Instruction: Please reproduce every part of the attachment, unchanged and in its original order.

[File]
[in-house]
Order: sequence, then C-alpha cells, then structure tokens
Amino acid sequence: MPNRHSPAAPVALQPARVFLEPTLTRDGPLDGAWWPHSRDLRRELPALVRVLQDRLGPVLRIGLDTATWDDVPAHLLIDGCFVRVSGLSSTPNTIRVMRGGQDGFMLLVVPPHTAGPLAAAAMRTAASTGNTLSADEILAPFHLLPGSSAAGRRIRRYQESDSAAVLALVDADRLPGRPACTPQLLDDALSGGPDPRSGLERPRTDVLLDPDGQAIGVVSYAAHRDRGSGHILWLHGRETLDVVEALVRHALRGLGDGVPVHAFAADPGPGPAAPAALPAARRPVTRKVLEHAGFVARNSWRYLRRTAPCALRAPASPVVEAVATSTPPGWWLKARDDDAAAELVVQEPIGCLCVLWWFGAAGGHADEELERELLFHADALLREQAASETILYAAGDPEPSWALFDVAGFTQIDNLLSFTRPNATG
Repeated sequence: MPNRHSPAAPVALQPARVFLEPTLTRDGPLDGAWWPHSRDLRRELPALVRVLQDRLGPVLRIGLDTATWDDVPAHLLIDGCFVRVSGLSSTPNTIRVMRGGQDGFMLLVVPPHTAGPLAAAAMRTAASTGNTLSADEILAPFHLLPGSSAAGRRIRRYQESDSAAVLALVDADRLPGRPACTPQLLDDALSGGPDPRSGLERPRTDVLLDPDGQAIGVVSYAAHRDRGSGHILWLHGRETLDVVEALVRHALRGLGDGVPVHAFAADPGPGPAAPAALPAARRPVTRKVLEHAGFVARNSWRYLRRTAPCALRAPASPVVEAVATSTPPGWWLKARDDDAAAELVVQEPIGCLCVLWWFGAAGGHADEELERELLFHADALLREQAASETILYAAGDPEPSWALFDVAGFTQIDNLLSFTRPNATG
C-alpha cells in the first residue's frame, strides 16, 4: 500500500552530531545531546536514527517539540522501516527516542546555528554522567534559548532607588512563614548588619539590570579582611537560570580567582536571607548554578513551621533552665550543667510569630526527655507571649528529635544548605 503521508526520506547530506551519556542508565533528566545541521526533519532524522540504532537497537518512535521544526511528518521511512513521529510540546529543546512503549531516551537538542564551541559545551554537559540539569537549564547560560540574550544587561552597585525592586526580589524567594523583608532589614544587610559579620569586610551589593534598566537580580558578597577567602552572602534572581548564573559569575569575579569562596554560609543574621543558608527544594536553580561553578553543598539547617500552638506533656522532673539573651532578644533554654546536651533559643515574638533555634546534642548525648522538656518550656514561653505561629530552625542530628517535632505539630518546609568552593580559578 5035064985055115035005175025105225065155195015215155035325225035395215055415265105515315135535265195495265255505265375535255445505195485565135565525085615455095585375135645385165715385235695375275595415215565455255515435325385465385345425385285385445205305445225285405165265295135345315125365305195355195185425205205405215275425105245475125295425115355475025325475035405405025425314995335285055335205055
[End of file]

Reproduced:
[in-house]
Order: sequence, then C-alpha cells, then structure tokens
Amino acid sequence: MPNRHSPAAPVALQPARVFLEPTLTRDGPLDGAWWPHSRDLRRELPALVRVLQDRLGPVLRIGLDTATWDDVPAHLLIDGCFVRVSGLSSTPNTIRVMRGGQDGFMLLVVPPHTAGPLAAAAMRTAASTGNTLSADEILAPFHLLPGSSAAGRRIRRYQESDSAAVLALVDADRLPGRPACTPQLLDDALSGGPDPRSGLERPRTDVLLDPDGQAIGVVSYAAHRDRGSGHILWLHGRETLDVVEALVRHALRGLGDGVPVHAFAADPGPGPAAPAALPAARRPVTRKVLEHAGFVARNSWRYLRRTAPCALRAPASPVVEAVATSTPPGWWLKARDDDAAAELVVQEPIGCLCVLWWFGAAGGHADEELERELLFHADALLREQAASETILYAAGDPEPSWALFDVAGFTQIDNLLSFTRPNATG
Repeated sequence: MPNRHSPAAPVALQPARVFLEPTLTRDGPLDGAWWPHSRDLRRELPALVRVLQDRLGPVLRIGLDTATWDDVPAHLLIDGCFVRVSGLSSTPNTIRVMRGGQDGFMLLVVPPHTAGPLAAAAMRTAASTGNTLSADEILAPFHLLPGSSAAGRRIRRYQESDSAAVLALVDADRLPGRPACTPQLLDDALSGGPDPRSGLERPRTDVLLDPDGQAIGVVSYAAHRDRGSGHILWLHGRETLDVVEALVRHALRGLGDGVPVHAFAADPGPGPAAPAALPAARRPVTRKVLEHAGFVARNSWRYLRRTAPCALRAPASPVVEAVATSTPPGWWLKARDDDAAAELVVQEPIGCLCVLWWFGAAGGHADEELERELLFHADALLREQAASETILYAAGDPEPSWALFDVAGFTQIDNLLSFTRPNATG
C-alpha cells in the first residue's frame, strides 16, 4: 500500500552530531545531546536514527517539540522501516527516542546555528554522567534559548532607588512563614548588619539590570579582611537560570580567582536571607548554578513551621533552665550543667510569630526527655507571649528529635544548605 503521508526520506547530506551519556542508565533528566545541521526533519532524522540504532537497537518512535521544526511528518521511512513521529510540546529543546512503549531516551537538542564551541559545551554537559540539569537549564547560560540574550544587561552597585525592586526580589524567594523583608532589614544587610559579620569586610551589593534598566537580580558578597577567602552572602534572581548564573559569575569575579569562596554560609543574621543558608527544594536553580561553578553543598539547617500552638506533656522532673539573651532578644533554654546536651533559643515574638533555634546534642548525648522538656518550656514561653505561629530552625542530628517535632505539630518546609568552593580559578 5035064985055115035005175025105225065155195015215155035325225035395215055415265105515315135535265195495265255505265375535255445505195485565135565525085615455095585375135645385165715385235695375275595415215565455255515435325385465385345425385285385445205305445225285405165265295135345315125365305195355195185425205205405215275425105245475125295425115355475025325475035405405025425314995335285055335205055